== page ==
An optical device resembling a miniature lighthouse lens can make peering into Petri dishes and observing molecular-level details of biological processes, such as cancer cell growth, easier. The new microscope lens is also very affordable.
Many bioimaging techniques necessitate the addition of fluorescent dyes to specific cell targets. However, a recently developed Stimulated Raman Scattering (SRS) method employing a microscope lens can avoid time-consuming labeling by collecting molecular vibrational signals from biological samples using laser pulses. Researchers have begun to use SRS microscopes for in vivo disease diagnostic studies due to their ability to produce high-resolution, noninvasive images at real-time speeds.
However, one disadvantage of SRS microscopes is that the detection system is influenced by a background signal known as cross-phase modulation caused by the intense interactions between laser pulses and samples. Using laser-based 3D printing, researchers created an ultrathin SRS microscopy lens. The team printed tiny lens-like and mirror-like features into a transparent polymer only a fraction of a millimeter thick, taking inspiration from the slender design of lighthouse lenses.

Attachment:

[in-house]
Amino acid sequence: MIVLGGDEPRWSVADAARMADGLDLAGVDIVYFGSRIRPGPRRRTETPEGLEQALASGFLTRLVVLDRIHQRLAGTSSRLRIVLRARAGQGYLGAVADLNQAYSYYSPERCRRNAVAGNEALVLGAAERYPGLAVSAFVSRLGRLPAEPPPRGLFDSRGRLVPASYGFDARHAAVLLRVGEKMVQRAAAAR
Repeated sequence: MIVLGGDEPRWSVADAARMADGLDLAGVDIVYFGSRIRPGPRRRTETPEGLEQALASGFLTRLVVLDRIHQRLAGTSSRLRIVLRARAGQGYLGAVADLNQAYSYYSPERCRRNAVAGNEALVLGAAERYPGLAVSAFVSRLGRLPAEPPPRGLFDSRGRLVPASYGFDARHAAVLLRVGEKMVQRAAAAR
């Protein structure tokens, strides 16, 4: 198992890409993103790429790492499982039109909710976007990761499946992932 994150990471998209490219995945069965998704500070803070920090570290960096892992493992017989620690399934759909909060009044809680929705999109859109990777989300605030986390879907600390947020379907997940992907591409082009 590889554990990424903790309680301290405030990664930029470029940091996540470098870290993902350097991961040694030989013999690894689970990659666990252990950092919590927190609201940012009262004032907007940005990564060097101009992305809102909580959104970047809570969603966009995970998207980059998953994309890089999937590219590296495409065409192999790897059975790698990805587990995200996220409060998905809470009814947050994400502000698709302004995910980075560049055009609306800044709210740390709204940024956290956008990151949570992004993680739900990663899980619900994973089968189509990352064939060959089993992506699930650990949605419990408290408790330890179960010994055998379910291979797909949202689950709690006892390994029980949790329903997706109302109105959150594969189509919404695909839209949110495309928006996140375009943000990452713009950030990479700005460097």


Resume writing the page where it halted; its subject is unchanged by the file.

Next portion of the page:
The researcher said this lens design is a very efficient way to collect and redirect light from wide-angle sources to our laser detector. It also fits easily into the closed chambers of an incubator due to its thinness.
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